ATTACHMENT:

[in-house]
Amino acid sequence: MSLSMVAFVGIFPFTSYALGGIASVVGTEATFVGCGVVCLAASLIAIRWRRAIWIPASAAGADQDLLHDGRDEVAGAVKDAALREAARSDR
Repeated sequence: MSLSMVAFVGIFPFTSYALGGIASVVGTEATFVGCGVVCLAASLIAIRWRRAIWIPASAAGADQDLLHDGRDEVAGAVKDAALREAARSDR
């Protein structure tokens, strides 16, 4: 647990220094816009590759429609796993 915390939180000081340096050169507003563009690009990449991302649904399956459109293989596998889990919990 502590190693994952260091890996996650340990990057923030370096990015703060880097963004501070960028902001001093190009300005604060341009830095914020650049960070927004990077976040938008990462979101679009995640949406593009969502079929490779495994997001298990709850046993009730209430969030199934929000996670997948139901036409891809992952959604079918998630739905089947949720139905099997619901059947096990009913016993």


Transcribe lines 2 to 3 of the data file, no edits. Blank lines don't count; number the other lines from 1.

Amino acid sequence: MSLSMVAFVGIFPFTSYALGGIASVVGTEATFVGCGVVCLAASLIAIRWRRAIWIPASAAGADQDLLHDGRDEVAGAVKDAALREAARSDR
Repeated sequence: MSLSMVAFVGIFPFTSYALGGIASVVGTEATFVGCGVVCLAASLIAIRWRRAIWIPASAAGADQDLLHDGRDEVAGAVKDAALREAARSDR